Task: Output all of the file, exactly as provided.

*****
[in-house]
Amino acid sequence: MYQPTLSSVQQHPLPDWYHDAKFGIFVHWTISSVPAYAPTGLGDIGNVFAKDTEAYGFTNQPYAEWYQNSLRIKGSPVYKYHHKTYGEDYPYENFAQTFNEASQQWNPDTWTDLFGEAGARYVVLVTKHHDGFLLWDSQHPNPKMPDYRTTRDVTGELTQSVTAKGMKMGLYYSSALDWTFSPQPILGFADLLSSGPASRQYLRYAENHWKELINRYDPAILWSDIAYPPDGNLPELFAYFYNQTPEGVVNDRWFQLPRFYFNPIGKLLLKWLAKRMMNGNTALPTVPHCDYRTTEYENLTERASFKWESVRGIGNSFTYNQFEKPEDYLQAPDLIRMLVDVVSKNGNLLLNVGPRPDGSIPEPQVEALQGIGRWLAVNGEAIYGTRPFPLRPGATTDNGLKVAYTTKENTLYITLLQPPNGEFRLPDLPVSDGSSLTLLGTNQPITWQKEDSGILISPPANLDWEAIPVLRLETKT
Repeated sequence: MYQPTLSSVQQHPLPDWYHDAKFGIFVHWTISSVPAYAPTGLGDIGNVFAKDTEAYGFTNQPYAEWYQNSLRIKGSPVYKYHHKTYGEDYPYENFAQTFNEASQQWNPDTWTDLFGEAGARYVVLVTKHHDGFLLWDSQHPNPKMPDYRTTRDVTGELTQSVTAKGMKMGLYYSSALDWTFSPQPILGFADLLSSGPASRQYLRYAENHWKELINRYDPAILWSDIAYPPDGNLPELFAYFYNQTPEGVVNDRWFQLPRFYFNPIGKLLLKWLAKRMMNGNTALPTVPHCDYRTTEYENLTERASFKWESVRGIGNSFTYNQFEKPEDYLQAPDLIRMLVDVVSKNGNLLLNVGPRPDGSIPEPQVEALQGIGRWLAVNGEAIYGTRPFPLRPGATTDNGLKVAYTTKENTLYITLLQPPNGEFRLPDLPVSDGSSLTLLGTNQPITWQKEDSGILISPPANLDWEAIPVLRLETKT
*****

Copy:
[in-house]
Amino acid sequence: MYQPTLSSVQQHPLPDWYHDAKFGIFVHWTISSVPAYAPTGLGDIGNVFAKDTEAYGFTNQPYAEWYQNSLRIKGSPVYKYHHKTYGEDYPYENFAQTFNEASQQWNPDTWTDLFGEAGARYVVLVTKHHDGFLLWDSQHPNPKMPDYRTTRDVTGELTQSVTAKGMKMGLYYSSALDWTFSPQPILGFADLLSSGPASRQYLRYAENHWKELINRYDPAILWSDIAYPPDGNLPELFAYFYNQTPEGVVNDRWFQLPRFYFNPIGKLLLKWLAKRMMNGNTALPTVPHCDYRTTEYENLTERASFKWESVRGIGNSFTYNQFEKPEDYLQAPDLIRMLVDVVSKNGNLLLNVGPRPDGSIPEPQVEALQGIGRWLAVNGEAIYGTRPFPLRPGATTDNGLKVAYTTKENTLYITLLQPPNGEFRLPDLPVSDGSSLTLLGTNQPITWQKEDSGILISPPANLDWEAIPVLRLETKT
Repeated sequence: MYQPTLSSVQQHPLPDWYHDAKFGIFVHWTISSVPAYAPTGLGDIGNVFAKDTEAYGFTNQPYAEWYQNSLRIKGSPVYKYHHKTYGEDYPYENFAQTFNEASQQWNPDTWTDLFGEAGARYVVLVTKHHDGFLLWDSQHPNPKMPDYRTTRDVTGELTQSVTAKGMKMGLYYSSALDWTFSPQPILGFADLLSSGPASRQYLRYAENHWKELINRYDPAILWSDIAYPPDGNLPELFAYFYNQTPEGVVNDRWFQLPRFYFNPIGKLLLKWLAKRMMNGNTALPTVPHCDYRTTEYENLTERASFKWESVRGIGNSFTYNQFEKPEDYLQAPDLIRMLVDVVSKNGNLLLNVGPRPDGSIPEPQVEALQGIGRWLAVNGEAIYGTRPFPLRPGATTDNGLKVAYTTKENTLYITLLQPPNGEFRLPDLPVSDGSSLTLLGTNQPITWQKEDSGILISPPANLDWEAIPVLRLETKT